FISHER-ABT << MEL & ME
and Deo Fisher’s youngest child and only daughter,
Taffi, has been diving for as long as she can remember.
But it was not until 1985 that she became officially
certified as a scuba diver.
we found the motherlode everyone wanted to dive,” she
said. “So we had to make the rule that everyone needed
to be certified – including me.”
Taffi’s first dive instructor was, of course, her
father. The mother of four remembers getting ready to
make a dive with Mel while wearing a silver bikini.
said I shouldn’t wear the silver bikini,” she said.
hesitation was not because he thought Taffi would be
mistaken for treasure, but that the glint of light from
her bathing suit would attract barracuda.
watchful fish never bothered her, but Taffi remembers
several run-ins with the jagged-toothed barracuda. She
also fondly remembers an encounter with a mermaid aboard
one of her father’s treasure boats.
were filming a commercial trying to raise money and had
a bunch of models in bikinis on the boat,” she said.
“One was dressed as a mermaid with a full tail and
spectacle was a memorable one for the fourth grade girl,
but “my mom probably didn’t like it,” Taffi said
laughing at the memory of her father surrounded by
memories of life as a treasure hunter are mixed with
those of being a regular adolescent growing up in Key
family lived on a houseboat at Houseboat Row for about
eight years, while the treasure-hunting offices were on
a galleon behind what is now Half Shell Raw Bar.
adventures awaited the girls aboard the galleon, where
tours were given and treasure was displayed and
remembers the part of the galleon that had been the
crew’s quarters. Hammocks were strung in the crew’s
quarters while mannequins representing a slumbering crew
rested in the hammocks.
and I would dress up like the mannequins, get into the
hammocks and scare the people on the tour,” she said
ticking off the other adventures that an afternoon on
the galleon afforded.
girls would also try to climb the mast to the crow’s
nest despite rotting lines, and amuse themselves on the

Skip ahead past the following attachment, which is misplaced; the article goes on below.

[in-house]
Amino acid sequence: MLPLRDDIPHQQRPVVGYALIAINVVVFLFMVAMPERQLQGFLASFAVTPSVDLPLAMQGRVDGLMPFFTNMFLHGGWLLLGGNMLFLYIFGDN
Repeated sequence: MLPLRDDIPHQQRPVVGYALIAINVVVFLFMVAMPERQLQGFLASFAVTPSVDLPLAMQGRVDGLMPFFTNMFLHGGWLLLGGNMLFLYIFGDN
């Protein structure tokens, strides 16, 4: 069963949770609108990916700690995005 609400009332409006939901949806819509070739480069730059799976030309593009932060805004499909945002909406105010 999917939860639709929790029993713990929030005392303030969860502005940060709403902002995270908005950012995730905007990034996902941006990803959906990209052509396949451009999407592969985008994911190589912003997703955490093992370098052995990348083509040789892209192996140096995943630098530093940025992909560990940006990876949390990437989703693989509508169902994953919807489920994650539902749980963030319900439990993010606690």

learned to give tours and sell coins at a very early
age,” she said. She also learned to paint at a young
I was really bored on the galleon, Dad would go buy 10
galleons of paint and say, ‘Paint the galleon,’”
she said, remembering that the colors Mel bought were
not always ones that would be found on an authentic
Spanish galleon. “He would say, ‘It doesn’t
matter, these were on sale,’” Taffi said.
also remembers going to school in Vero Beach and Key
West, where “I was definitely the only one who got to
come to “Show and Tell” with a gold bar,” she
said. Although not all of her classmates were always
impressed. They had overheard their parents call Mel
Fisher a con man or an unrealistic dreamer.
every person Dad ever spoke to, he tried to get them to
invest,” Taffi said. “But it was usually easy to
impress people with gold bars.”
is still impressing people with gold, while living in
Sebastian, Fla. She is the mother of four children, ages
3, 6, 16 and 18.
Fisher is the area operations director for the Mel
Fisher Center, which is a branch of the operation
headquartered in Key West. She oversees the operations
of a gift shop, museum and conservation lab. Taffi also
is a member of ProSea, a shipwreck exploration group and
acts as a liaison between the state and shipwreck
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